Robotic Morphologies is a creative response to a call for the robotic production of an exhibition piece and its design process’ for 4th Istanbul Design Biennale under Docendo Discimus Instrumantae (DDI) by FABB. DDI dwells on the concept of “instruction sets” and “process for digital fabrication” that are centred on master/apprentice/tool interrelation. As part of DDI, six teams from all over the world such as Australia, USA, Turkey, Denmark and France prepared instruction sets using different processes for digital fabrication such as milling, hot-wire cutting, rod bending, weaving. These instruction sets and processes of fabrication are all tested in workshops that took place in each respective countries. The learnings from these workshops are then translated into the final instruction sets and shared along with the tools and materials during the Biennale from 22 September – 4 November 2018. Each exhibition piece is then fabricated during the Biennale. Robotic Morphologies is manufactured during the third week of the Biennale and designed through human-computer interaction.
Borrowing the concept of Thieri Foulc’s 2D-rule based Morpholo Game, the idea of Robotic Morphologies is to design a new partition element through a continuous workflow of digital design to robotic production. Using a computational interactive web interface, the users adjust parameters and create patterns that inform a 3D modelling software to design and produce a partition element. Each partition element consists of 10 x 15 cubes. Using an industrial robotic arm such as UR10 and a custom made hotwire cutter as an end effector, a generic cube is transformed to match the designs. Once the final form of the cube is ready, it is then added to the exhibition piece.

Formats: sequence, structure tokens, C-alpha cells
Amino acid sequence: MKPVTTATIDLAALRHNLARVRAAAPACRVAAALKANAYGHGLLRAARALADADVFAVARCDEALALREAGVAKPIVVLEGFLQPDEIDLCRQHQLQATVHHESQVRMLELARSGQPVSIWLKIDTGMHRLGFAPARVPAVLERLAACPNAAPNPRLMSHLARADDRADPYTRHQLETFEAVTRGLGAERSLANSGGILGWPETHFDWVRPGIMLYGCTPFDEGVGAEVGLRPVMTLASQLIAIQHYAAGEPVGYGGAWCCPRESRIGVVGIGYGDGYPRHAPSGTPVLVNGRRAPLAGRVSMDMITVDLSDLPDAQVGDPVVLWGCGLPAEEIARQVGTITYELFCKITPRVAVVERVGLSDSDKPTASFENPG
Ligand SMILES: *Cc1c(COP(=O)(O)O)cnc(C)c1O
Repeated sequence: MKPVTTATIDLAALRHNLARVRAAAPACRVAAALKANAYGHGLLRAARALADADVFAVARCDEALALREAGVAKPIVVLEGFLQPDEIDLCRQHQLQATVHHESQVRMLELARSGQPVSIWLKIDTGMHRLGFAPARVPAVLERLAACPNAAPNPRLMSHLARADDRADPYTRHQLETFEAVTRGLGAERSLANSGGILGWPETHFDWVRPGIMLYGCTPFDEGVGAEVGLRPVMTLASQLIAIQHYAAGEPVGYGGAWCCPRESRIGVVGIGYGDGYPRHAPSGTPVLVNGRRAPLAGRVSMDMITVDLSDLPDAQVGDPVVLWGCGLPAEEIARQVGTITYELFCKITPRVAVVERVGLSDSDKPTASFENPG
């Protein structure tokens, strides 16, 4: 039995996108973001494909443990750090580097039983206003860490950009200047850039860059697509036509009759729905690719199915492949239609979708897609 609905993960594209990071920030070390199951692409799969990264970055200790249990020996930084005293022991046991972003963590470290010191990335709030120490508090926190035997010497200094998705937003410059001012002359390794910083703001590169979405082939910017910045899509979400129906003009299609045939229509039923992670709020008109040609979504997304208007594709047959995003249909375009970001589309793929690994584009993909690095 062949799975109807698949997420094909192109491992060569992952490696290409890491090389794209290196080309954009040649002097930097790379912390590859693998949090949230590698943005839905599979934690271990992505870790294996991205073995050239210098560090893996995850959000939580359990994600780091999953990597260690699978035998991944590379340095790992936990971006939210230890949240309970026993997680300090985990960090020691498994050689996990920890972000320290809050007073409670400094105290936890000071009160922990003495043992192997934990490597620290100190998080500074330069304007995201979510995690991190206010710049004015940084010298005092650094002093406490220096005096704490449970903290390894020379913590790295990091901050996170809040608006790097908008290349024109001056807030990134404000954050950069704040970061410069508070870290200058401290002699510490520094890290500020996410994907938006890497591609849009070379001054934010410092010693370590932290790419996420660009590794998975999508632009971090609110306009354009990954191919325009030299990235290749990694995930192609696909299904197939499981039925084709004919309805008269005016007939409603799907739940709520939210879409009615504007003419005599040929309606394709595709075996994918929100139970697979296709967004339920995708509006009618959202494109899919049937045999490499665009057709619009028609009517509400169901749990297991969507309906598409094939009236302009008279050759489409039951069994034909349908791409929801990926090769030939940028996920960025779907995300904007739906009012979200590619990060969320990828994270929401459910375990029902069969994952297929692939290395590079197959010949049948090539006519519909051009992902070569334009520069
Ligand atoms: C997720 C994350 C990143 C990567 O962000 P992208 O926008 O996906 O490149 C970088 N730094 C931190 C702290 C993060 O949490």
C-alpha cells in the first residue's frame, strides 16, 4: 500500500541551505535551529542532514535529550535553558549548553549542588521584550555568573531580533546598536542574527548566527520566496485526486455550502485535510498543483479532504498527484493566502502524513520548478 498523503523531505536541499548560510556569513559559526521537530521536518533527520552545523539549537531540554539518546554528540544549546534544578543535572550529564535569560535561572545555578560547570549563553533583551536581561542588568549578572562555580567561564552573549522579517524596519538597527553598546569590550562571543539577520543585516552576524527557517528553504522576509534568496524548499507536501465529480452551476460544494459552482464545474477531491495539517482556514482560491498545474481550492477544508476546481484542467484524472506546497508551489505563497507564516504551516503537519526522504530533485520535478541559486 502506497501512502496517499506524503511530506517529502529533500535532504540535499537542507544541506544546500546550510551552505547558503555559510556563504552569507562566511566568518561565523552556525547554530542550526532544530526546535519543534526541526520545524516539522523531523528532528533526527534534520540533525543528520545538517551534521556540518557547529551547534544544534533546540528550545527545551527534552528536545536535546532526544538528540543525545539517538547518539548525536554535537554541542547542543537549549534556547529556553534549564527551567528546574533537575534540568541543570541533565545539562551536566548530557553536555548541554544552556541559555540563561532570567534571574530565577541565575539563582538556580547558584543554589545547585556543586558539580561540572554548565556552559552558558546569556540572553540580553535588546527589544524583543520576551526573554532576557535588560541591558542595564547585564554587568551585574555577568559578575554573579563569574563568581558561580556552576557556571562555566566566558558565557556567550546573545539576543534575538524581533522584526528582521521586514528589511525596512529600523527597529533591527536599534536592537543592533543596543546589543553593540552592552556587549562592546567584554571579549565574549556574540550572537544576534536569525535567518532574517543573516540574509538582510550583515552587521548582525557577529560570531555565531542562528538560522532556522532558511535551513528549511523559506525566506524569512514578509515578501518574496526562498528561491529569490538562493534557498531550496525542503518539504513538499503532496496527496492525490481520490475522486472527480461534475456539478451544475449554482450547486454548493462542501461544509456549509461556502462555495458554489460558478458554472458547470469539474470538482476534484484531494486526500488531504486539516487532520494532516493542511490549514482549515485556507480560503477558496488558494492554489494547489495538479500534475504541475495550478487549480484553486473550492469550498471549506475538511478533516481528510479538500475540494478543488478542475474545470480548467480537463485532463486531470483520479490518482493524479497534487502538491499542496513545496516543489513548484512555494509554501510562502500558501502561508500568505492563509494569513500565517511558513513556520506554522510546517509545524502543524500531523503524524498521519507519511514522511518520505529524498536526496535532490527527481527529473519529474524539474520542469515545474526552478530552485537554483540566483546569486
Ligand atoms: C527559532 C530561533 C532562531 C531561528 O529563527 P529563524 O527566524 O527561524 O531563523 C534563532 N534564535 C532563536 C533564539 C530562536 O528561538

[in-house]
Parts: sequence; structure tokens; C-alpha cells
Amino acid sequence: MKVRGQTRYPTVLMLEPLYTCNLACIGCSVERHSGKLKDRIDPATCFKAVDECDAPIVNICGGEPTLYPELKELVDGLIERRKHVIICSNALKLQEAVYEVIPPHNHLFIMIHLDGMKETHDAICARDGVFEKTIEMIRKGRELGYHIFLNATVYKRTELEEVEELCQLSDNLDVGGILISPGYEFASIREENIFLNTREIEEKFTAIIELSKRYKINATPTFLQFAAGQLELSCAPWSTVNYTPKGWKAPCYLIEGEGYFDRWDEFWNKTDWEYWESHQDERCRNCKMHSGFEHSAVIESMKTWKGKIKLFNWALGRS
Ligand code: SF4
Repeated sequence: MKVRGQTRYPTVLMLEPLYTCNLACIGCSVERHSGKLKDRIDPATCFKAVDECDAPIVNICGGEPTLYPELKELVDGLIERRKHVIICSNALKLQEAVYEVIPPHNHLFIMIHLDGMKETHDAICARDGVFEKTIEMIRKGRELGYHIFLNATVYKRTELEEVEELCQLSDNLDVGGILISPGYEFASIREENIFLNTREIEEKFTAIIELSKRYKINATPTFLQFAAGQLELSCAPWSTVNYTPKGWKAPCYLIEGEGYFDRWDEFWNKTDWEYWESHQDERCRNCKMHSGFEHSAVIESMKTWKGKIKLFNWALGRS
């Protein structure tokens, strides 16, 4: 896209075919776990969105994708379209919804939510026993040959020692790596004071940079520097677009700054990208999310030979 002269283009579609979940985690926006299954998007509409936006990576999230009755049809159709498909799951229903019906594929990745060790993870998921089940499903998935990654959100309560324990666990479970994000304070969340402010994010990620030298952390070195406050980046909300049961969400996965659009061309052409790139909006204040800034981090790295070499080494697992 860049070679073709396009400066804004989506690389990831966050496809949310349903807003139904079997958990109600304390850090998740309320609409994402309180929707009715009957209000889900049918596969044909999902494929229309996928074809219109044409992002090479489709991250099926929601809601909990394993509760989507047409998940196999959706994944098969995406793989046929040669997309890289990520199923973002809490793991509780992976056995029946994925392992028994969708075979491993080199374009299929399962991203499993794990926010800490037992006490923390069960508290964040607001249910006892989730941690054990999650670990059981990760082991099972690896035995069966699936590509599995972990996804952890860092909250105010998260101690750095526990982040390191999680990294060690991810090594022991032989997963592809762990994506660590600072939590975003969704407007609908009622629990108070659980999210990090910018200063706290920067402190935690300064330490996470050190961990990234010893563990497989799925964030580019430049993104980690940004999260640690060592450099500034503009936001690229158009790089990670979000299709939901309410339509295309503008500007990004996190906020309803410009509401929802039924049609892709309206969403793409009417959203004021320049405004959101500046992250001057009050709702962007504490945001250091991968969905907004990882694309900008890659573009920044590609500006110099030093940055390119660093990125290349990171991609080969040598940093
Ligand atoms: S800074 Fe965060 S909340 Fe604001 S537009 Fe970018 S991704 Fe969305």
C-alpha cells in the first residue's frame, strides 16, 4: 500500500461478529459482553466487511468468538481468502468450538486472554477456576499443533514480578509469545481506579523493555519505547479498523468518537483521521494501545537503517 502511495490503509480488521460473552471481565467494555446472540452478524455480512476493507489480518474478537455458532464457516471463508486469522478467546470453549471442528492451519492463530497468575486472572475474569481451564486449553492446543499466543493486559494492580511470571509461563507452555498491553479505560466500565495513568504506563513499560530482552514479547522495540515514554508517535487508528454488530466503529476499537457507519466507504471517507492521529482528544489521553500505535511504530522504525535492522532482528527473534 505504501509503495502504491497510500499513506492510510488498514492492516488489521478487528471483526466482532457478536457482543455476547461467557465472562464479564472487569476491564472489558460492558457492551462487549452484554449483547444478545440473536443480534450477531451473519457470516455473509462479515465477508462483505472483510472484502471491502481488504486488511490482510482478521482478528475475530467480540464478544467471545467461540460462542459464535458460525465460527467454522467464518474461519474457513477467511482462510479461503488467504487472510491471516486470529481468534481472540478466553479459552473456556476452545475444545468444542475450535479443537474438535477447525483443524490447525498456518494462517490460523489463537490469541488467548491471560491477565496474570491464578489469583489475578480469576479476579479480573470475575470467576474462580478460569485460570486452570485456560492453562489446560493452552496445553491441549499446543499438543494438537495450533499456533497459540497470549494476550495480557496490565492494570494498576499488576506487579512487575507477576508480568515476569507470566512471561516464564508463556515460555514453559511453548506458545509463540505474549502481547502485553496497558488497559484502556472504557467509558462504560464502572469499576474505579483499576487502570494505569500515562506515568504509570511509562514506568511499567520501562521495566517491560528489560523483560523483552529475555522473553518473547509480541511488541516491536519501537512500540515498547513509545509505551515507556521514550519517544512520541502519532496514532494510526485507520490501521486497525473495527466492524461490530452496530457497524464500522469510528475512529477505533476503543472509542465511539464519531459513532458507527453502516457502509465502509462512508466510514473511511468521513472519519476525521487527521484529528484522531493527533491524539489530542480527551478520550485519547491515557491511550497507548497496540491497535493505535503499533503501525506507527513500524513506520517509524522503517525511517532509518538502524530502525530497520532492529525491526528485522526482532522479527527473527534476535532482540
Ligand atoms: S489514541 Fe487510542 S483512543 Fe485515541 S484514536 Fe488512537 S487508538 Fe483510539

As part of the DDI brief, a workshop was organised at QUT Design Robotics; including architecture, industrial design and interaction design students from QUT School of Design and UQ School of Architecture. This workshop allowed non-expert users to engage with highly complex programming tasks of industrial robotic arms. In this workshop, the limitations of the workflow, as well as popularising the complex knowledge required for controlling industrial robotic arms were tested.
As the artwork was designed through a collaborative and open framework, this allowed users to engage with the design process in its early stages. This democratisation of the design process allowed users to identify and influence the limitations and the possibilities of the interface. The results of this work suggest that advanced manufacturing technologies can be made available to non-specialist users when each step of the design is clearly identified and the user interactions at early stages enhance the involvement with these technologies and the possible creative outcomes.